WELLBORN v. WELLBORN.
This is an appeal by Charles Wellborn from an order quashing a writ of execution and setting aside an execution levy and sale of real property. In 1939 plaintiff herein was awarded a judgment annulling her marriage to Charles Wellborn and adjudging her to be the owner of certain residence property situated in the city of Los Angeles. The defendant was awarded a lien on the property for $1,250, with no provision in the judgment for the collection of the lien by foreclosure or otherwise. Defendant had an execution issued on the judgment and caused the property to be sold thereunder, bidding it in himself for $1,000. A motion to quash the execution and vacate the sale was denied and this order was reversed on appeal. Wellborn v. Wellborn, 1942, 55 Cal.App.2d 516, 131 P.2d 48. We refer to that case for a more complete statement of the facts. In reversing the order the court held at page 525 of 55 Cal.App.2d, 131 P.2d 48, that the order for issuance of the writ of execution and the sale thereunder were void and that plaintiff had a right to disregard them entirely or to attack them at any time. After the remittitur was received in the superior court plaintiff successfully renewed her motion to quash the writ and vacate the sale pursuant to the holding of the District Court of Appeal. Notice of motion was given to defendant's attorney, who did not appear at the hearing.
Defendant contends that his lien was satisfied to the extent of $1,000 by the execution sale and that the order vacating the sale destroyed the lien to that extent. If the clerk had made an entry of a partial satisfaction, appellant had the right to ask that the record in the judgment book and docket be corrected. The sale was declared void by the judgment of the District Court of Appeal and that judgment is conclusive, whatever the consequences may be
Another point raised by defendant is that the order denying the motion to quash the writ and vacate the sale is res judicata and that the court could not make a contrary order. In urging this point appellant ignores the judgment of reversal.
A third point is that the court had no authority to make the order without receiving an affidavit that defendant was not in the military service or appointing an attorney to represent him. Defendant was represented on the former appeal by the attorney who represents him on the present appeal and there is no pretense that the attorney was not authorized to represent him at the time notice was given of the renewal of the motion to vacate the sale. Furthermore, the order for execution and the sale were adjudged void by judgment of the District Court of Appeal; the later order of the superior court adjudicated nothing. Although the judgment of reversal did not direct the superior court to grant plaintiff's motion, the order quashing the writ and vacating the sale was one which the court could have made on its own motion, although the judgment of reversal was self-executing and called for no further order by the superior court.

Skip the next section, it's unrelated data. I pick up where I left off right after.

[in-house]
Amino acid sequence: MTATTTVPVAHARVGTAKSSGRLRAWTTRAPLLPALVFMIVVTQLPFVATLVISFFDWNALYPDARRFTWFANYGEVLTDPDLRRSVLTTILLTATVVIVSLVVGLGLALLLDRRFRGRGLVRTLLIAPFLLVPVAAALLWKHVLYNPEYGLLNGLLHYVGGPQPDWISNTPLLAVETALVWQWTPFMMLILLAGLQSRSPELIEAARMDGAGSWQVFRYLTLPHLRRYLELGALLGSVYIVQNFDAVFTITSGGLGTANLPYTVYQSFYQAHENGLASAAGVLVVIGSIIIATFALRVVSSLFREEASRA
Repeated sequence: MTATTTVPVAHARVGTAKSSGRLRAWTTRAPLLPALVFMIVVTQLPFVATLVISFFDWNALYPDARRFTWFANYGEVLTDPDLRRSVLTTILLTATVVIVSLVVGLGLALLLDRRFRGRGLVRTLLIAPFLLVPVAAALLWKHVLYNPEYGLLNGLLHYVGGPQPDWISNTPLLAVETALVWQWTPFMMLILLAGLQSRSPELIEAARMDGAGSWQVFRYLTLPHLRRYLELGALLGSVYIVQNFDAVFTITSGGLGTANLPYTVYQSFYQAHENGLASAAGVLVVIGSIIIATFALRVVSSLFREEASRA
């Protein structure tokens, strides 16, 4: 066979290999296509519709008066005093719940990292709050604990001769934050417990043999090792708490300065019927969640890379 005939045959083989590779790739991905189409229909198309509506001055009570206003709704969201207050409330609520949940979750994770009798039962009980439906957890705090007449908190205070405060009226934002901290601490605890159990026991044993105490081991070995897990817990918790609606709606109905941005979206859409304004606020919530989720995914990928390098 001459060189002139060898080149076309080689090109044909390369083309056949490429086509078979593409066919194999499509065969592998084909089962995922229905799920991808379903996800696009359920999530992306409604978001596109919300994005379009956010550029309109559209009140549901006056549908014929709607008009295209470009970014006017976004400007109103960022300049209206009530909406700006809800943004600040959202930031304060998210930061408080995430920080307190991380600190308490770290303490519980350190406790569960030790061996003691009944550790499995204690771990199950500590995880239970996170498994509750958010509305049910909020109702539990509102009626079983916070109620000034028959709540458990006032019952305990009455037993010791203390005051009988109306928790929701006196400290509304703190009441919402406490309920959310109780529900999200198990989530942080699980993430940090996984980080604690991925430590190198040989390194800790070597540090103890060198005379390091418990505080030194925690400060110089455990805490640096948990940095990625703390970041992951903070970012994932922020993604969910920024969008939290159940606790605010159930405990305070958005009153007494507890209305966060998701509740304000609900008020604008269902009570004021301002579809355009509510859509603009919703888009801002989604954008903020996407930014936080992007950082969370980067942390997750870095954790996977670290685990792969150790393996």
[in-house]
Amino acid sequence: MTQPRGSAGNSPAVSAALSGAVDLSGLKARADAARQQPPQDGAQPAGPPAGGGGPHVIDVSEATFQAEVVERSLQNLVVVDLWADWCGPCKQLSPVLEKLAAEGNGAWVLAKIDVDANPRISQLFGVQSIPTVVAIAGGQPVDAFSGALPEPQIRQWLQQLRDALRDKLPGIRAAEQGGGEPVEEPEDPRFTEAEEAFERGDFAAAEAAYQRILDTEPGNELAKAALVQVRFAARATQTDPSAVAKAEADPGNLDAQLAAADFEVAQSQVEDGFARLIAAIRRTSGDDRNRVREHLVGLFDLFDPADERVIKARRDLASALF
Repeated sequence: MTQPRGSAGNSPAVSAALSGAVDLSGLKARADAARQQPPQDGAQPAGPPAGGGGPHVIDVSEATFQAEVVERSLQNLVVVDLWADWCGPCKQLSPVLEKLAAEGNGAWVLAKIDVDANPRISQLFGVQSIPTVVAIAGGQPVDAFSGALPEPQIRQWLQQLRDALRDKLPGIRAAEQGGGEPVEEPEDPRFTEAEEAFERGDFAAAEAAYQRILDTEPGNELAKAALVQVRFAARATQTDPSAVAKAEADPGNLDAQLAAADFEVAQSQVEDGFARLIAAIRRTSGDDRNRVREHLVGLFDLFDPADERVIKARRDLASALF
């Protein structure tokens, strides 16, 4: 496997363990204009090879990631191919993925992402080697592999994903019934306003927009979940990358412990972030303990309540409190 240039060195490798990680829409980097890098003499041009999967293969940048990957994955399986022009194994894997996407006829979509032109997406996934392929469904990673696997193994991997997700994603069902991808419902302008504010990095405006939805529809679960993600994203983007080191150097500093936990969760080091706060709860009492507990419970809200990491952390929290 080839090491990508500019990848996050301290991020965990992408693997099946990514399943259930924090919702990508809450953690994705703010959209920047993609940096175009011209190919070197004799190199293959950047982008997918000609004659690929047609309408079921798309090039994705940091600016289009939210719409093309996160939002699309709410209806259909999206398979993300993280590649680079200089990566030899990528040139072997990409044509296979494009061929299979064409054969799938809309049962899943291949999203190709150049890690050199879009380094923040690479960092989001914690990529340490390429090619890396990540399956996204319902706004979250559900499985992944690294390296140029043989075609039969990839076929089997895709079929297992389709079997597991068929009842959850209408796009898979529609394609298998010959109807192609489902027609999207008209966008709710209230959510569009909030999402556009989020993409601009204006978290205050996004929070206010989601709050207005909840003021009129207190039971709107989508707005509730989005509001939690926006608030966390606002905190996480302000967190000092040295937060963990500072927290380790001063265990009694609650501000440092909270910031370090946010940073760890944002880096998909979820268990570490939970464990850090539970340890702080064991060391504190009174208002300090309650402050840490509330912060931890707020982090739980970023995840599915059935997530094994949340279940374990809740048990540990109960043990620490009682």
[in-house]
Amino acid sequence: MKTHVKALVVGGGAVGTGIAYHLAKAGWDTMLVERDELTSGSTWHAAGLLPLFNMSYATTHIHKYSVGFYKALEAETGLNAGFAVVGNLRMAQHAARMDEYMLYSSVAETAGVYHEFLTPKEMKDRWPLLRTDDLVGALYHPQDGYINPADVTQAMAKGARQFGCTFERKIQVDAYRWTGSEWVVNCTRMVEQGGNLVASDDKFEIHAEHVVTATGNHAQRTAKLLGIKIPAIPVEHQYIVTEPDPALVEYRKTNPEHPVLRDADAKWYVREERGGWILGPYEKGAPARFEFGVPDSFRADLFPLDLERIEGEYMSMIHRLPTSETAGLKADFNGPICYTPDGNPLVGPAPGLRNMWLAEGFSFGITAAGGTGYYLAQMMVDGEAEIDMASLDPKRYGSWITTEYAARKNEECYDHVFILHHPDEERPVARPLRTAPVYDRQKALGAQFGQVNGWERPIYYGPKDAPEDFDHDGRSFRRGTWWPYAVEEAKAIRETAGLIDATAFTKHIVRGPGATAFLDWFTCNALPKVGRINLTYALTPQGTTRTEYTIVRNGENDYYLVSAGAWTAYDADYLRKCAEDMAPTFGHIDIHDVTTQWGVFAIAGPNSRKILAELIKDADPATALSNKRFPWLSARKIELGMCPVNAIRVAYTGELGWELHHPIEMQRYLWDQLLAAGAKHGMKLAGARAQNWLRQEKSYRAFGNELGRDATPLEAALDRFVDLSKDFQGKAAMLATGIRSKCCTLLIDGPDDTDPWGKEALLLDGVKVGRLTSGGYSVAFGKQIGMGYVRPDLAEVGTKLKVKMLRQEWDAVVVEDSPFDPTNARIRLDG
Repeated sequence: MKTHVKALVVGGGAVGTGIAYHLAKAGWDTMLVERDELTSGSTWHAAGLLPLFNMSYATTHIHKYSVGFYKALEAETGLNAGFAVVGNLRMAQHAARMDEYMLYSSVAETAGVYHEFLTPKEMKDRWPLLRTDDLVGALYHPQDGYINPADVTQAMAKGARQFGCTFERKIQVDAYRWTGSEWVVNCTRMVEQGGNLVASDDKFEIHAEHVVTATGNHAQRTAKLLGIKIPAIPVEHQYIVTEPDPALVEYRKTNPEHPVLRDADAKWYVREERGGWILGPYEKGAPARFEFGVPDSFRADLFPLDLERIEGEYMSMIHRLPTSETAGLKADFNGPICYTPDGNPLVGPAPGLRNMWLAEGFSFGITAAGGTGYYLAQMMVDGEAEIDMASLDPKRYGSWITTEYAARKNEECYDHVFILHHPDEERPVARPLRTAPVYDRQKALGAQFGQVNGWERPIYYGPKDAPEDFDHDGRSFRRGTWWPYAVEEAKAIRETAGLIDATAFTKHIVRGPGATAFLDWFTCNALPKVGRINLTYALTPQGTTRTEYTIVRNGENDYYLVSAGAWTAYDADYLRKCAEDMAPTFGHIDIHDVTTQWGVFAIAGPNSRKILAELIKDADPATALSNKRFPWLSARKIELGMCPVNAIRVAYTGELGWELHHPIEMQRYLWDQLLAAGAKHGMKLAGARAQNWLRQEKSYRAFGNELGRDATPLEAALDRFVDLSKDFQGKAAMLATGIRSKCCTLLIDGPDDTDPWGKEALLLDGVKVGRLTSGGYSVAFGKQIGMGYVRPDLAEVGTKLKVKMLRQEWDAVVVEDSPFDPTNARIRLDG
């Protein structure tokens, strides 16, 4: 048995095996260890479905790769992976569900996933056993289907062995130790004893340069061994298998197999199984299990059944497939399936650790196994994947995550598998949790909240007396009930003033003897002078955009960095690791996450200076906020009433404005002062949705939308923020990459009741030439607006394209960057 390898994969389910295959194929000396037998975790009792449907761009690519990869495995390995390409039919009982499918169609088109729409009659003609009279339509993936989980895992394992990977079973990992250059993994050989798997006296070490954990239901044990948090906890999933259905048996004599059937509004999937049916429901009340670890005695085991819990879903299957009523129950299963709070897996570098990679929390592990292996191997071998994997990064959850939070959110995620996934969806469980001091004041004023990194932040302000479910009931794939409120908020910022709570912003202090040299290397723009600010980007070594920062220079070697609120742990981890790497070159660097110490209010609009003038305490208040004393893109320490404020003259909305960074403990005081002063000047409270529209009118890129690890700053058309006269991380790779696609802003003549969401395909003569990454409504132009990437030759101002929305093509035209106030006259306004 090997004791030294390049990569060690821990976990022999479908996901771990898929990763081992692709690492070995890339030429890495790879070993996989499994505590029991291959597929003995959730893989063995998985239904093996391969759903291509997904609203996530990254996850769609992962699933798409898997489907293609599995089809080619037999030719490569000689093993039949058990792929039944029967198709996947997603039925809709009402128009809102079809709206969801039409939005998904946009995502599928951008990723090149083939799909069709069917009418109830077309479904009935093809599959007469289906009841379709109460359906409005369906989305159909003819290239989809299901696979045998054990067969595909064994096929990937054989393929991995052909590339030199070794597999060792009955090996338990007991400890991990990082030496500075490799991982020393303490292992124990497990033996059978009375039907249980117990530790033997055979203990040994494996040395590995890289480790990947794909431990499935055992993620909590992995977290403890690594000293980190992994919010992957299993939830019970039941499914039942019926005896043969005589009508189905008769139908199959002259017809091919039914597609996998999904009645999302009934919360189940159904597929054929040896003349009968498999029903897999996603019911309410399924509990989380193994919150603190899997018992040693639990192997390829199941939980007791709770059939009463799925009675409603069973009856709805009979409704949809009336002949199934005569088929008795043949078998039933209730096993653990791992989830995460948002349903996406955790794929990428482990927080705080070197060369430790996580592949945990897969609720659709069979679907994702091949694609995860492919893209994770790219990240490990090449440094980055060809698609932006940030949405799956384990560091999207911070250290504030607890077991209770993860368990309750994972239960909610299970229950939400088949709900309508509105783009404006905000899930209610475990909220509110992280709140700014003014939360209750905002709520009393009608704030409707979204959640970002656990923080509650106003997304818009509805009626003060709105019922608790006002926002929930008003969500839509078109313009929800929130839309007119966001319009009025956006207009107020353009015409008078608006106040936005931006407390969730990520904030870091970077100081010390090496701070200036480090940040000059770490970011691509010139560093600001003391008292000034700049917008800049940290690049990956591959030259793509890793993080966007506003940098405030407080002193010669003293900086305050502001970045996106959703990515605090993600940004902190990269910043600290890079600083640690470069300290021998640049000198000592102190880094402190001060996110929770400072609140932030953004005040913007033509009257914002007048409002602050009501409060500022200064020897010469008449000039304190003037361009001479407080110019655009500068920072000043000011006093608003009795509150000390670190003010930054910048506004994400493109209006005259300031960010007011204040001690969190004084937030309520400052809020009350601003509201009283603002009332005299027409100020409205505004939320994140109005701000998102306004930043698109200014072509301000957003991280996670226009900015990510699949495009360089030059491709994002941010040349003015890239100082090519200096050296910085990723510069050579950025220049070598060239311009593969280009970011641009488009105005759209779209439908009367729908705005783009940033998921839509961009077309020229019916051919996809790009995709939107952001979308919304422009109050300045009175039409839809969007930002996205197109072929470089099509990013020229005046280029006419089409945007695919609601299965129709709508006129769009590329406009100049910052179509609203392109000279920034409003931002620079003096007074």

The bald assertion that the order deprived defendant of some unspecified constitutional right does not deserve attention. The appeal is frivolous and without doubt was taken for the purpose of delaying a trial on the merits.
This in our opinion would be a proper case for the assessment of substantial damages for a frivolous appeal (Rule 26a of the Rules of Court; 2 Cal.Jur. p. 977, sec. 577) were it not for the fact that a doubt exists whether defendant Charles Wellborn is the real party in interest. It would appear from the record in 155 P.2d 95, this day decided, that Barry Sullivan, S. A. Sullivan and D. E. McGregor have succeeded to the interest of Charles Wellborn in the real property in question. If this be the fact, it would be unjust to assess damages against Charles Wellborn. Undoubtedly plaintiff has been sorely harassed by unfounded litigation, including the appeals in this and the companion case, but we think it is not incumbent upon this court to enter into an inquiry whether the attorney concerned, throughout the litigation, has observed the requirement of section 6068(c) of the Business and Professions Code, St.1939, p. 355, which makes it the duty of an attorney ‘to counsel or maintain such actions, proceedings or defenses only as appear to him legal or just, except the defense of a person charged with a public offense.’
The order is affirmed.
DESMOND, P. J., and PARKER WOOD, J., concur.